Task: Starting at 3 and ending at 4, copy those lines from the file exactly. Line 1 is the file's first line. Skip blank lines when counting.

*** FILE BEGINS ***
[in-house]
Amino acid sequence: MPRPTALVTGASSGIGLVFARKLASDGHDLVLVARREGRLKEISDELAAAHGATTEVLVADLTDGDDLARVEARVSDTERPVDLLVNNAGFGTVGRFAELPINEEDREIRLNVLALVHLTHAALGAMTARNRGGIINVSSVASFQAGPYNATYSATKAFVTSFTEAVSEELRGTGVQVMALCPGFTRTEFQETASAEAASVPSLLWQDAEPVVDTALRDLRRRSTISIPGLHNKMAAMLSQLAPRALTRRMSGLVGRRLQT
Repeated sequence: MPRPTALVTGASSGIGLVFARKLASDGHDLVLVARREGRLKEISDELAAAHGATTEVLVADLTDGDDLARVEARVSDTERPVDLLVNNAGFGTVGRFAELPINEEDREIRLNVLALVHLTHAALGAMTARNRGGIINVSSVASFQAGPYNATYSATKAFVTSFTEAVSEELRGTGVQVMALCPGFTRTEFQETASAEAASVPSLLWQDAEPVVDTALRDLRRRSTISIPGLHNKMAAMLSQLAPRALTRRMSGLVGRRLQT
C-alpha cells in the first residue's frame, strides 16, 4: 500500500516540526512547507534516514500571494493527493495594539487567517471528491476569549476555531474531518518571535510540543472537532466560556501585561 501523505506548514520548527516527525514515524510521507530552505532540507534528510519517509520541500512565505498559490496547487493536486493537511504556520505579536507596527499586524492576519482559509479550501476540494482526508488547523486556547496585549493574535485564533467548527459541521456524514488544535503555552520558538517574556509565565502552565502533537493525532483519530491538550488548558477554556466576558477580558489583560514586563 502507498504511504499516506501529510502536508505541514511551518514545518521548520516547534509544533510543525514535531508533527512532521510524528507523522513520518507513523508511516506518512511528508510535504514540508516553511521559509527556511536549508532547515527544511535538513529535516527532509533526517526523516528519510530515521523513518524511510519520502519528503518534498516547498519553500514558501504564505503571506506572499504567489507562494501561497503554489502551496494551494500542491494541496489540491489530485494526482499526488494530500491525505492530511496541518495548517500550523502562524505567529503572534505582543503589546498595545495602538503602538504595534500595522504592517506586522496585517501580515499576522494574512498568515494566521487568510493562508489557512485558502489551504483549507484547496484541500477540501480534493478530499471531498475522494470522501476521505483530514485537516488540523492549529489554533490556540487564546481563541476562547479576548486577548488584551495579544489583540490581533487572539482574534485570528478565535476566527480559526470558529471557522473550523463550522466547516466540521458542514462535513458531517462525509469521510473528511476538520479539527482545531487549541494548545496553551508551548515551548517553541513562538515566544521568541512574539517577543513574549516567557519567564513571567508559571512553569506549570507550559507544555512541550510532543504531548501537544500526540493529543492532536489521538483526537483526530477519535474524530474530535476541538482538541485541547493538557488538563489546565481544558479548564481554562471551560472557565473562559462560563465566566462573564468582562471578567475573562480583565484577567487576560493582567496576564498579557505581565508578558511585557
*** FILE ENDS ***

Repeated sequence: MPRPTALVTGASSGIGLVFARKLASDGHDLVLVARREGRLKEISDELAAAHGATTEVLVADLTDGDDLARVEARVSDTERPVDLLVNNAGFGTVGRFAELPINEEDREIRLNVLALVHLTHAALGAMTARNRGGIINVSSVASFQAGPYNATYSATKAFVTSFTEAVSEELRGTGVQVMALCPGFTRTEFQETASAEAASVPSLLWQDAEPVVDTALRDLRRRSTISIPGLHNKMAAMLSQLAPRALTRRMSGLVGRRLQT
C-alpha cells in the first residue's frame, strides 16, 4: 500500500516540526512547507534516514500571494493527493495594539487567517471528491476569549476555531474531518518571535510540543472537532466560556501585561 501523505506548514520548527516527525514515524510521507530552505532540507534528510519517509520541500512565505498559490496547487493536486493537511504556520505579536507596527499586524492576519482559509479550501476540494482526508488547523486556547496585549493574535485564533467548527459541521456524514488544535503555552520558538517574556509565565502552565502533537493525532483519530491538550488548558477554556466576558477580558489583560514586563 502507498504511504499516506501529510502536508505541514511551518514545518521548520516547534509544533510543525514535531508533527512532521510524528507523522513520518507513523508511516506518512511528508510535504514540508516553511521559509527556511536549508532547515527544511535538513529535516527532509533526517526523516528519510530515521523513518524511510519520502519528503518534498516547498519553500514558501504564505503571506506572499504567489507562494501561497503554489502551496494551494500542491494541496489540491489530485494526482499526488494530500491525505492530511496541518495548517500550523502562524505567529503572534505582543503589546498595545495602538503602538504595534500595522504592517506586522496585517501580515499576522494574512498568515494566521487568510493562508489557512485558502489551504483549507484547496484541500477540501480534493478530499471531498475522494470522501476521505483530514485537516488540523492549529489554533490556540487564546481563541476562547479576548486577548488584551495579544489583540490581533487572539482574534485570528478565535476566527480559526470558529471557522473550523463550522466547516466540521458542514462535513458531517462525509469521510473528511476538520479539527482545531487549541494548545496553551508551548515551548517553541513562538515566544521568541512574539517577543513574549516567557519567564513571567508559571512553569506549570507550559507544555512541550510532543504531548501537544500526540493529543492532536489521538483526537483526530477519535474524530474530535476541538482538541485541547493538557488538563489546565481544558479548564481554562471551560472557565473562559462560563465566566462573564468582562471578567475573562480583565484577567487576560493582567496576564498579557505581565508578558511585557